The U.S. government is making an intense effort to persuade Israel and Hamas to resume negotiations so they can once again pause hostilities and exchange more prisoners for hostages, a White House spokesman said on Sunday.
“We are still working it really hard, hour by hour, to see if we can get the sides back to the table and see if we can get something moving,” John F. Kirby, the strategic communications coordinator at the White House National Security Council, said on NBC’s “Meet the Press.” “We would like that to happen today. But honestly, I just don’t know.”
In appearances on several Sunday talk shows, Mr. Kirby emphasized that Hamas was to blame for the breakdown in talks, saying that it had not lived up to the terms of its original agreement to begin handing over captives held in Gaza.
He said Hamas had failed to produce a list of women and children who could be released in addition to the 105 hostages who were freed during the original pause in fighting. Among those still held are eight or nine Americans. Osama Hamdan, a representative for Hamas in Lebanon, said on Sunday that negotiations over the hostages would not resume until the Israeli assault stopped.
Israel has since resumed its attacks on Hamas, and Mr. Kirby urged it to avoid civilian casualties, while crediting its forces with making efforts to do so. He said Israeli authorities had been open to U.S. advice about how to make their assault more precise.
“We believe that they have been receptive to our messages here in terms of trying to minimize civilian casualties,” he said on ABC’s “This Week.” He noted that Israel had published a map directing civilians to what it said were safe zones.
“There’s not a whole lot of modern militaries that would do that, I mean, that is, to telegraph their punches in that way,” he said. “So they are making an effort.”
President Biden and his administration have sought to straddle a careful line nearly two months after the Oct. 7 terrorist attack in which Hamas killed an estimated 1,200 people in Israel and took about 240 more hostage. While supporting Israel’s right to defend itself, the administration has also sought to restrain Israel from what it believes would be going too far in its response.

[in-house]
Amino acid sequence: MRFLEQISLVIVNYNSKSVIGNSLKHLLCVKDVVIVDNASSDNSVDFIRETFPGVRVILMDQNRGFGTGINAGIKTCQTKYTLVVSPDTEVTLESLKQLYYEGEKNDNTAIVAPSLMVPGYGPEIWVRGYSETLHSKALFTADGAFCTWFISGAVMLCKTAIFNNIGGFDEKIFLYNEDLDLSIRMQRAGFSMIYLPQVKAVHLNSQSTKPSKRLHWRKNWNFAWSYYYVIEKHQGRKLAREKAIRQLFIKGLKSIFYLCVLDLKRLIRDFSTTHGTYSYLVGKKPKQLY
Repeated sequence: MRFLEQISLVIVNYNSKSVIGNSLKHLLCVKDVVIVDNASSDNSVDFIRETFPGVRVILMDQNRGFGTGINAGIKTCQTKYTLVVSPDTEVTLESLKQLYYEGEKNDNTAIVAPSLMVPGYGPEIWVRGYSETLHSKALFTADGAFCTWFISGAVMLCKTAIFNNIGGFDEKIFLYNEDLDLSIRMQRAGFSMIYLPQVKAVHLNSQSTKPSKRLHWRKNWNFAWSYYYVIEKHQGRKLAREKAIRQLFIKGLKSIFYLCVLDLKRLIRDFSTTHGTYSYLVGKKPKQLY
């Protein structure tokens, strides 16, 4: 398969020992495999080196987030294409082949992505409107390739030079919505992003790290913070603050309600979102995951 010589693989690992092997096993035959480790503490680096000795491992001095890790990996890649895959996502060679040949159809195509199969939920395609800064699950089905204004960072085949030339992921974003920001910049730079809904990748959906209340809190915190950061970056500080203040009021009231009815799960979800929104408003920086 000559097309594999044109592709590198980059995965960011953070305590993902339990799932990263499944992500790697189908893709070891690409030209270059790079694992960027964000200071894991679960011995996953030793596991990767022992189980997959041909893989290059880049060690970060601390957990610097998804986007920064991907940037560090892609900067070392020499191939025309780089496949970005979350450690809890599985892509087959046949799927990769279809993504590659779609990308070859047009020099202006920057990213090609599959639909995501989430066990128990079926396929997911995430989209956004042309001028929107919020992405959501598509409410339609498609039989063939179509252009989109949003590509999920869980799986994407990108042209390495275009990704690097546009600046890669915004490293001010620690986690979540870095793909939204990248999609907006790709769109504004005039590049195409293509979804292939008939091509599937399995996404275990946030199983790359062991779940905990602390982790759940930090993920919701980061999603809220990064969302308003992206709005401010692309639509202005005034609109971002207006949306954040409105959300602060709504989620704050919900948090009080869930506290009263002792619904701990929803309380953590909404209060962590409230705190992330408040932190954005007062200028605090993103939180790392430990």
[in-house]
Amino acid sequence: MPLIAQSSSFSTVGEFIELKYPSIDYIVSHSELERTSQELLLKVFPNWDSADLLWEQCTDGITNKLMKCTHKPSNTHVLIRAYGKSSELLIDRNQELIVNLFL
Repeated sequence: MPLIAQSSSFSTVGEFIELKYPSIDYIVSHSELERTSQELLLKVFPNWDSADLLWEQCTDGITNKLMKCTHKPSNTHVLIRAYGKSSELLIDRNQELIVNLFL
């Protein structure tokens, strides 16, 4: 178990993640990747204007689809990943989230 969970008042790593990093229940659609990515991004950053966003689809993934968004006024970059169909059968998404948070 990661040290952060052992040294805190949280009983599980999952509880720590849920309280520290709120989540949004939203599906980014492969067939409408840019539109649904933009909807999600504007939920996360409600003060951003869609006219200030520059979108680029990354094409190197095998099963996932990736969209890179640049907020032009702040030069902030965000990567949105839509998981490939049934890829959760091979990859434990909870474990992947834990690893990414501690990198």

That led to criticism from both the left and the right on Sunday, as some Republicans complained that Mr. Biden’s team was trying to hold Israel back, while some liberal Democrats complained that it was not doing that enough.
Senator Lindsey Graham, Republican of South Carolina, singled out Defense Secretary Lloyd J. Austin III. In a speech on Saturday, Mr. Austin warned that Israel should protect civilians in Gaza and prevent violence against Palestinians by Jewish settlers in the West Bank, because otherwise “you replace a tactical victory with a strategic defeat.”
Speaking on CNN’s “State of the Union,” Mr. Graham castigated Mr. Austin, a retired four-star general who fought in Iraq. “He’s so naïve; I mean I just lost all confidence in this guy,” Mr. Graham said.
“If we were attacked like this, which we were on 9/11, if somebody called for us within two months to have a cease-fire against Al Qaeda, we’d have laughed them out of town, we’d have run them out of town,” Mr. Graham added. “Secretary Austin is telling Israel things that are impossible to achieve.”
Mr. Graham said his solution to the hostage impasse would be to threaten Iran, the sponsor of Hamas. “I would go to Iran and say listen, you need to tell Hamas to let these hostages go,” he said. “If you don’t, you’re going to start paying a heavier price.”
On the other side of the ideological spectrum, Representative Pramila Jayapal, Democrat of Washington, said on the same program that the Biden administration had a responsibility to stop Israel from killing so many civilians.
“The United States cannot be backers of this kind of indiscriminate bombing — that is my firm belief,” she said. “We should have conditions on military aid in the same way that we do for every other country.”
While the White House blamed Hamas for the breakdown in hostage talks, Ms. Jayapal faulted Israel.
“Qatar has said that Hamas is still at the table,” she said, referring to the Persian Gulf emirate that has served as the intermediary for the talks. “Israel should still be at the table. In fact, some of the Israeli hostages are saying that Israel should still be at the table, because this is complex negotiation and it doesn’t happen unless both sides are willing to come to some kind of an agreement.”
Hwaida Saad contributed reporting.